For Immediate Release:
January 28, 2021
Megan Wiltsie 202-483-7382
Indianapolis – “Pants on Fire” awards are on their way from PETA to 10 companies that are guilty of humane washing—that is, trying to deceive customers about their use and abuse of animals—and Eli Lilly is among them.
Eli Lilly earned the dishonor for boasting of its “commitment to responsible animal research” while refusing to ban the forced swim test, in which gentle mice and rats (often dosed with a test substance) are dropped into water-filled beakers and made to swim for their lives. Eli Lilly has tormented more than 1,500 mice and rats in this way over the past decade, according to published papers. The test has been heavily criticized by scientists who argue that floating is not a sign of depression or despair, as some claim, but rather a positive indicator of learning, saving energy, and adapting to a new environment. Statistically, the test is less accurate than a coin toss in determining the effectiveness of antidepressant medications.
“PETA won’t stand by and let Eli Lilly claim that there’s anything ‘responsible’ about clinging to the practice of nearly drowning vulnerable animals,” says PETA Executive Vice President Tracy Reiman. “Bayer, Pfizer, and Johnson & Johnson have all banned this archaic cruelty, and it’s past time that Eli Lilly followed suit.”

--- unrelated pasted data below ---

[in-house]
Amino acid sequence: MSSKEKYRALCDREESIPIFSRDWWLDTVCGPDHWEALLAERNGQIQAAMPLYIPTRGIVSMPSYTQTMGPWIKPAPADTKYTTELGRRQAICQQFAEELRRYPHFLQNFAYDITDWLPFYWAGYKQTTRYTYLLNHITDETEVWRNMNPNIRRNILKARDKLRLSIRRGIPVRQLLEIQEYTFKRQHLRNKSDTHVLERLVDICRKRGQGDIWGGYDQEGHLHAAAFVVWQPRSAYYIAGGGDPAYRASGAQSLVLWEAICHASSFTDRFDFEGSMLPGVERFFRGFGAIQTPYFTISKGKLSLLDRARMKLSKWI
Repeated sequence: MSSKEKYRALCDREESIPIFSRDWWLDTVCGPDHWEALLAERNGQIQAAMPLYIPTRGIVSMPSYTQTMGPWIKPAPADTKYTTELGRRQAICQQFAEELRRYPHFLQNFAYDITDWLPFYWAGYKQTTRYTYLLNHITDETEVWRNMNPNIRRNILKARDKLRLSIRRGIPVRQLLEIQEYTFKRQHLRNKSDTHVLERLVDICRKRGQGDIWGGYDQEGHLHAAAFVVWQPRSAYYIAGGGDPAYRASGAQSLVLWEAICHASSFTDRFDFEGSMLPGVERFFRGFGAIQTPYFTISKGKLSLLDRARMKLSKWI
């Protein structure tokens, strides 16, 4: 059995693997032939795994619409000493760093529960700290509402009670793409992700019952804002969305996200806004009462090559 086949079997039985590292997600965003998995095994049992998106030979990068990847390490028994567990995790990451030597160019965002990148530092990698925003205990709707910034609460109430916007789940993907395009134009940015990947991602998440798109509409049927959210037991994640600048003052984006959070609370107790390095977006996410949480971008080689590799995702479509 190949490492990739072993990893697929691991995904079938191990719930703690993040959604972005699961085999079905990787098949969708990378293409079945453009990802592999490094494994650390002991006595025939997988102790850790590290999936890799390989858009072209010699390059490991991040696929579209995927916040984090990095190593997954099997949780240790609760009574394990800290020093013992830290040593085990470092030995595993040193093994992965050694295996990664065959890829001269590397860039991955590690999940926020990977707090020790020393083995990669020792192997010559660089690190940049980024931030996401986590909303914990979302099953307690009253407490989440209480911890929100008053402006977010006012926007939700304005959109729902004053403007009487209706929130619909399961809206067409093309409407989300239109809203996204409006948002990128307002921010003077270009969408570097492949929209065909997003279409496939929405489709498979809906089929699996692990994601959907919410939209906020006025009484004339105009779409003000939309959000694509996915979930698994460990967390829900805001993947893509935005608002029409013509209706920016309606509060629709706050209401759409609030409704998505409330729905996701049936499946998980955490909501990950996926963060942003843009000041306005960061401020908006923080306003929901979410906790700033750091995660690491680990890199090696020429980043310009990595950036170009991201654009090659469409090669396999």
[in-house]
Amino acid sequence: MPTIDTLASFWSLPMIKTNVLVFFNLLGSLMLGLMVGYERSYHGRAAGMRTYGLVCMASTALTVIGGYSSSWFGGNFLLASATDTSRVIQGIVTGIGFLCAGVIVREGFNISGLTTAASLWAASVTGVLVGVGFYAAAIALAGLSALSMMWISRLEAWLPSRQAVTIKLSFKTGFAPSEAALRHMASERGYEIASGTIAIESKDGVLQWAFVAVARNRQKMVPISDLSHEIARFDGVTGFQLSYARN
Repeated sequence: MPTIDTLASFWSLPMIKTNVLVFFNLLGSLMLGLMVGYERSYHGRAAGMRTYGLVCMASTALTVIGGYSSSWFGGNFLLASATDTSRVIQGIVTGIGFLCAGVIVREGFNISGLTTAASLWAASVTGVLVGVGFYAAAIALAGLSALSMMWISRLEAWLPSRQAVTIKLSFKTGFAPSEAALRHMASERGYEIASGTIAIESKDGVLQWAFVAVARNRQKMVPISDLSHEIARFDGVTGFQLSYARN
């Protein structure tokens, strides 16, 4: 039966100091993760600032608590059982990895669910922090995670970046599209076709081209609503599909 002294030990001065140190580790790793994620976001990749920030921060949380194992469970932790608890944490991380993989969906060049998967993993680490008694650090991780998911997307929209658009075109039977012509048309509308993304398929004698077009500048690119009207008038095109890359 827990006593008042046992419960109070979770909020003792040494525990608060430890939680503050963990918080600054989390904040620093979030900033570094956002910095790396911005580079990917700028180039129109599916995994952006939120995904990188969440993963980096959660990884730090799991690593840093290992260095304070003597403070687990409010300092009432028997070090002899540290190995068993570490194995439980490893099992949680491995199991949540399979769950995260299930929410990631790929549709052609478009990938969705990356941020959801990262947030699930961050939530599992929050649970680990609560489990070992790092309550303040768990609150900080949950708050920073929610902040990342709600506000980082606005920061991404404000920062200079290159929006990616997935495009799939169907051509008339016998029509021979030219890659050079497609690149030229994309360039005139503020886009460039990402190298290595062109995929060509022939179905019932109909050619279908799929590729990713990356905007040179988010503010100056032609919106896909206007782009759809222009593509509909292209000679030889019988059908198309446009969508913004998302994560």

Other recipients of the “Liar, Liar, Pants on Fire” awards include Nellie’s Free Range Eggs, which advertises its eggs with photos of hens on rolling green hills even though PETA uncovered thousands of hens crammed into a shed at one Nellie’s “free range” supplier, and Canada Goose, which claims to care about animals while selling fur from coyotes, who can endure excruciating pain in steel traps, and down feathers from birds who are violently killed.
PETA—whose motto reads, in part, that “animals are not ours to experiment on”—opposes speciesism, which is a human-supremacist worldview. For more information, please visit PETA.org or follow the group on Twitter, Facebook, or Instagram.